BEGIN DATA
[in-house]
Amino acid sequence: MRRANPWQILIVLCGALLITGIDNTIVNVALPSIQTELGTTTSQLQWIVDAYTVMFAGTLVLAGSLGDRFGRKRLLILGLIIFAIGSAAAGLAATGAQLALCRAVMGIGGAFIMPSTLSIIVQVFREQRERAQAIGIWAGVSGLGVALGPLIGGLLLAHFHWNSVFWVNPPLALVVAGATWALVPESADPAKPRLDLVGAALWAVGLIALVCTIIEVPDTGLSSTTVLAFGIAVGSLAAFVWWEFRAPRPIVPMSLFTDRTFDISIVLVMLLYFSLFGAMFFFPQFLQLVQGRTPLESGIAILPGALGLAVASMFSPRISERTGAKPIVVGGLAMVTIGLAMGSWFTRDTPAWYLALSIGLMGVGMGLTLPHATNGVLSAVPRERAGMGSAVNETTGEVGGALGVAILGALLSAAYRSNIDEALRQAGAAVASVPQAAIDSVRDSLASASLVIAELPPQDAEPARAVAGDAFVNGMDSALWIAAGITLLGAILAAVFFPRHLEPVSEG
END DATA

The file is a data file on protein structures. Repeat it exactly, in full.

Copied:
[in-house]
Amino acid sequence: MRRANPWQILIVLCGALLITGIDNTIVNVALPSIQTELGTTTSQLQWIVDAYTVMFAGTLVLAGSLGDRFGRKRLLILGLIIFAIGSAAAGLAATGAQLALCRAVMGIGGAFIMPSTLSIIVQVFREQRERAQAIGIWAGVSGLGVALGPLIGGLLLAHFHWNSVFWVNPPLALVVAGATWALVPESADPAKPRLDLVGAALWAVGLIALVCTIIEVPDTGLSSTTVLAFGIAVGSLAAFVWWEFRAPRPIVPMSLFTDRTFDISIVLVMLLYFSLFGAMFFFPQFLQLVQGRTPLESGIAILPGALGLAVASMFSPRISERTGAKPIVVGGLAMVTIGLAMGSWFTRDTPAWYLALSIGLMGVGMGLTLPHATNGVLSAVPRERAGMGSAVNETTGEVGGALGVAILGALLSAAYRSNIDEALRQAGAAVASVPQAAIDSVRDSLASASLVIAELPPQDAEPARAVAGDAFVNGMDSALWIAAGITLLGAILAAVFFPRHLEPVSEG